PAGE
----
A retired orthopedic spinal surgeon plans to announce on Monday a $50-million gift for an interdisciplinary research center at the University of Southern California that he hopes will generate a wave of inventions in the biosciences.
The donation, by Gary K. Michelson, will establish the USC Michelson Center for Convergent Bioscience, where researchers in engineering, medicine, and a range of scientific fields will collaborate to create products and bring them to the market.
The 190,000-square-foot center, which officials expect to be completed by late 2016 or early 2017, will be a partnership of the university’s Dornsife College of Letters, Arts, and Sciences and its Viterbi School of Engineering. The building will be home to as many as 30 principal investigators, and its laboratories will employ hundreds of researchers and students, the university said.
Dr. Michelson hopes that the university’s scientists will be able to leverage their basic research into lucrative technology-transfer successes that will sustain the center’s work indefinitely.
“I’ve known individuals who spent their entire lives peering down the tubes of microscopes but who never changed the world,” he said in an interview last week. “My work was goal oriented.”
Dr. Michelson spent his career developing spinal devices, surgical instruments, and procedures, and his research has resulted in more than 950 patents or patents pending. In 2005 the medical-device company Medtronic Inc. agreed to pay $1.35-billion to settle a patent lawsuit with Dr. Michelson and acquire rights to his inventions. Forbes estimated his net worth last year at $1.5-billion.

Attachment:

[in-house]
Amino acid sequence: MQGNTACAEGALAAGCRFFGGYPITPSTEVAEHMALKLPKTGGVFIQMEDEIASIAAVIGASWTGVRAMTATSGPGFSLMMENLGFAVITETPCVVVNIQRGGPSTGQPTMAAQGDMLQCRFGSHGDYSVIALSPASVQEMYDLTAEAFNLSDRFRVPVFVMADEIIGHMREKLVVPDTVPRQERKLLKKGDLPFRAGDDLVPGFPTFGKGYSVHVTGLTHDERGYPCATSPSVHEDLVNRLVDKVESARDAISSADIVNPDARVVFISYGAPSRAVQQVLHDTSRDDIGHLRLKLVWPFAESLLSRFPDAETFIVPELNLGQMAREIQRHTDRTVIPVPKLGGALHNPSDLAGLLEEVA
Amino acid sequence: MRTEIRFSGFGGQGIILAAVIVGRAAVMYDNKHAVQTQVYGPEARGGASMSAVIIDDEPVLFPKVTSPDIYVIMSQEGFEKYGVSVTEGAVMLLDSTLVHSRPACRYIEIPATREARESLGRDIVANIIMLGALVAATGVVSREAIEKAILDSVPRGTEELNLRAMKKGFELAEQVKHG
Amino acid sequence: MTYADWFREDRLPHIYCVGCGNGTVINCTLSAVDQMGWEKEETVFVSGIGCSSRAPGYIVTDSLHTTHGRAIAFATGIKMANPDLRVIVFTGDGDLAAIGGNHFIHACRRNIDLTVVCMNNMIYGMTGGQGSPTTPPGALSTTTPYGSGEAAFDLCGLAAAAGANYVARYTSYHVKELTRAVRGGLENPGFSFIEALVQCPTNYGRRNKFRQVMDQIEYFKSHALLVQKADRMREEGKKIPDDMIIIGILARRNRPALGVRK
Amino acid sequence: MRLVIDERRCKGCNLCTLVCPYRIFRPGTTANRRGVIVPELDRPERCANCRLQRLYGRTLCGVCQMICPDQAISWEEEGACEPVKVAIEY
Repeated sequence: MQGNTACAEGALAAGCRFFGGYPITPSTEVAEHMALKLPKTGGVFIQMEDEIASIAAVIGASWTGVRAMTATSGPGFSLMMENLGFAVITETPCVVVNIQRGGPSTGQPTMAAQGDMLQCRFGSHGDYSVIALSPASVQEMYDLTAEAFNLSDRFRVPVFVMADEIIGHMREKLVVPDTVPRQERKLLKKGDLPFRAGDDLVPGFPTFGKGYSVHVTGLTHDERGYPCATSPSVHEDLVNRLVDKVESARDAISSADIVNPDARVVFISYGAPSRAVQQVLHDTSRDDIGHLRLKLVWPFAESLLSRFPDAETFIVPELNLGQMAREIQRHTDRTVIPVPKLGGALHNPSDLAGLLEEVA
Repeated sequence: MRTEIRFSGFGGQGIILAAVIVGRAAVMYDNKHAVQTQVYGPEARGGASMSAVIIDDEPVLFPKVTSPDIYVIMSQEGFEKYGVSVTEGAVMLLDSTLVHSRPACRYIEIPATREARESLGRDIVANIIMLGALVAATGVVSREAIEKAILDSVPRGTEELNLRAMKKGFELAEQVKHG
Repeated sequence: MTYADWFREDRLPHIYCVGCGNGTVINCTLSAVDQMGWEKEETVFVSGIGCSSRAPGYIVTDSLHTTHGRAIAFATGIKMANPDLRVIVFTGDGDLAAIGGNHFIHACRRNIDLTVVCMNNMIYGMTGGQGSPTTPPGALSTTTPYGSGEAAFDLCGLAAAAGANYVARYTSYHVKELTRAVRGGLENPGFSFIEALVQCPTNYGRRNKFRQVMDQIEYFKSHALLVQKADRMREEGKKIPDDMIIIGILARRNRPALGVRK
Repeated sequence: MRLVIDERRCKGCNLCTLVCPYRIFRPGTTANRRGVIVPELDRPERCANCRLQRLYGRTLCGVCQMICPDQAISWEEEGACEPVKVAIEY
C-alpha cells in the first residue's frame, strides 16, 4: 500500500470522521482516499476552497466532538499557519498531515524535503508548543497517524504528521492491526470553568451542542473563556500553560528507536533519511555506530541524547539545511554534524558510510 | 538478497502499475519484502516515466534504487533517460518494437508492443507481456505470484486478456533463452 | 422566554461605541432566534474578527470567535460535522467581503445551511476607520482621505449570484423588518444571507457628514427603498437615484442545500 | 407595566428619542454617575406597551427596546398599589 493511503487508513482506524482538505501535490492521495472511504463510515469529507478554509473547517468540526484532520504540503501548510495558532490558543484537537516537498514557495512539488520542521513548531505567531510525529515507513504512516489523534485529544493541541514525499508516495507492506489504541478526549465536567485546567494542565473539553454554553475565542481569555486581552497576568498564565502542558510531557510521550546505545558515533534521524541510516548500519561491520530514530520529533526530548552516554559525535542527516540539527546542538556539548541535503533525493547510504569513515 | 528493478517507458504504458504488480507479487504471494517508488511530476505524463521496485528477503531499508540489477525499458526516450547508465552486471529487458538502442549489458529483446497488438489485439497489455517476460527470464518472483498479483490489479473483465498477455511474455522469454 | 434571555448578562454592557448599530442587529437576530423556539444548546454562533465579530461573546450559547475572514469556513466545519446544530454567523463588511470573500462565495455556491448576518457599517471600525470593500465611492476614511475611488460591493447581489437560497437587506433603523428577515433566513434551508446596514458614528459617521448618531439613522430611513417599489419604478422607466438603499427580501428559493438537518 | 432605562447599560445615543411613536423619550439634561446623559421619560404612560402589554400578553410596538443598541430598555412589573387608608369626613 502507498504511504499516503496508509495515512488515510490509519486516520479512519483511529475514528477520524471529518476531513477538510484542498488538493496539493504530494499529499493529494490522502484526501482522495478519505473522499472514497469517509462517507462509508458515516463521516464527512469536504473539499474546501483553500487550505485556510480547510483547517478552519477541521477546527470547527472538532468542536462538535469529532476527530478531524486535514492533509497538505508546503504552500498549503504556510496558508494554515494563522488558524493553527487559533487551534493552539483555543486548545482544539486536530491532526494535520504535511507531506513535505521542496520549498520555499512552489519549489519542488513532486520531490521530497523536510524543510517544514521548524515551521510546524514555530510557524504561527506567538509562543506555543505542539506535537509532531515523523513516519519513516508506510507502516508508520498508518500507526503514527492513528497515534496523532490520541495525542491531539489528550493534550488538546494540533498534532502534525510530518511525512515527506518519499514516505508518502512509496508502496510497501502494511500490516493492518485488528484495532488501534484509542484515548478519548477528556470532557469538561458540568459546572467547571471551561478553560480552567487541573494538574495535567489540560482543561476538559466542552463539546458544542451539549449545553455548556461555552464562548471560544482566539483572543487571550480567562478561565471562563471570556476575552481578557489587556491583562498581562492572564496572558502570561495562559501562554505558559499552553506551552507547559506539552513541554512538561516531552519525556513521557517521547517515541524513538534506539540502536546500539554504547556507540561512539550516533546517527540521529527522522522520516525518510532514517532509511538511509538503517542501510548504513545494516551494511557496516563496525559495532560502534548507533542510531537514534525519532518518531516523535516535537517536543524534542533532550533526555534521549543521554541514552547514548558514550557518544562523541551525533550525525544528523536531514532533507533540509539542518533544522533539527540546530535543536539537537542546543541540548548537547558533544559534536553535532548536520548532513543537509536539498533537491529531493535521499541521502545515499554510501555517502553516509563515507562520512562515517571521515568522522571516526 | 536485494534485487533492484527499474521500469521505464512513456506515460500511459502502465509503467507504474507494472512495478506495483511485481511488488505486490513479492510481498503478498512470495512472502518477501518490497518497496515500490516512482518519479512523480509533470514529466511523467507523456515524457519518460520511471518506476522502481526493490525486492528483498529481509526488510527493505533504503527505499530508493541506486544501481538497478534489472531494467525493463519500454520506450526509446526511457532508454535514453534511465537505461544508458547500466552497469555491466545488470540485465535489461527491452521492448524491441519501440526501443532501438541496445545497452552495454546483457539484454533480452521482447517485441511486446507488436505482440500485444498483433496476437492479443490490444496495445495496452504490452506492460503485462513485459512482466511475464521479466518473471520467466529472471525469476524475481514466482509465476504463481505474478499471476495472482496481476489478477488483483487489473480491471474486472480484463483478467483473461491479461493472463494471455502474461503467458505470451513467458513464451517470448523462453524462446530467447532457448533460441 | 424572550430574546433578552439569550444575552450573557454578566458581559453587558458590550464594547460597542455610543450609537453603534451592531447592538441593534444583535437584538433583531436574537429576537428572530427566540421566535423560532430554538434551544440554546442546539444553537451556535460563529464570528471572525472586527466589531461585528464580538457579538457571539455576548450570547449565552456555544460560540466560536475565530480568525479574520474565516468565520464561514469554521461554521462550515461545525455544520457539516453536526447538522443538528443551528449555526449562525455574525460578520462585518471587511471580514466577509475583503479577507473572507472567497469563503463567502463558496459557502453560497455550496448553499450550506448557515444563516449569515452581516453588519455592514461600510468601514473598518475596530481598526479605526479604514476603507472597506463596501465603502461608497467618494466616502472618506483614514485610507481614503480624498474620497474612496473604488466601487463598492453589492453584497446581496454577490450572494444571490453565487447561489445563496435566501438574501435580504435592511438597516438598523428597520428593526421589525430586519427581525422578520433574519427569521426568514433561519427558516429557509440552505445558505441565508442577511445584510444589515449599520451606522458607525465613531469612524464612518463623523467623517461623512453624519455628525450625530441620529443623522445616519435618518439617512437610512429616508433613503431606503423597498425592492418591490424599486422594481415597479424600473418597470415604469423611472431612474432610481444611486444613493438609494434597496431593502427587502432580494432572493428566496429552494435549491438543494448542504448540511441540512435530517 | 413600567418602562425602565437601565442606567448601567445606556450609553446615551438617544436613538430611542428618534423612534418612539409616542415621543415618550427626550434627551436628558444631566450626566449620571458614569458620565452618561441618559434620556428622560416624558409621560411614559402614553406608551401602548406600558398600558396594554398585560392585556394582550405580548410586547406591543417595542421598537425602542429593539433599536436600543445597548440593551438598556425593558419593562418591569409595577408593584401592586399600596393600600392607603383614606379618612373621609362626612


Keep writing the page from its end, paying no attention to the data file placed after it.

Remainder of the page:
He criticized the poor record of universities in converting research into dollars, citing a report published last year by the Brookings Institution that said that over the past 20 years, on average, 87 percent of technology-transfer offices did not break even.
“Universities generally do a terrible, terrible job of containing and monetizing the research that they do,” Dr. Michelson said.
Whether the USC center will be different or not, he said, will depend in a small part on whether the university chooses to seek his help.
“There’s nothing in it for me, but I personally, in my career, licensed 20 different companies my technology,” he said. “Some were companies that had no technology other than mine.”
Dr. Michelson’s gift resulted from a university advancement officer’s approach of David A. Cohen, president of Karlin Asset Management, whom Dr. Michelson identified as his business manager. Mr. Cohen persuaded Dr. Michelson to meet with university officials about the proposed center this past fall.
Steve A. Kay, dean of the Dornsife College, said conversations with Dr. Michelson had progressed quickly.
“It only took a few meetings for us to realize that we really had a shared vision of how we’d like to see convergent science done,” said Mr. Kay, who plans to pursue his own research, on the genetic basis for circadian rhythms, at the center.
“The $50-million allows us to build the building,” he said. “It’s a naming gift that then triggers a significant investment from the university.”
Dr. Michelson’s gift is part of the university’s $6-billion capital campaign, which began in 2011 and had raised $3-billion as of November 2013.Return to Top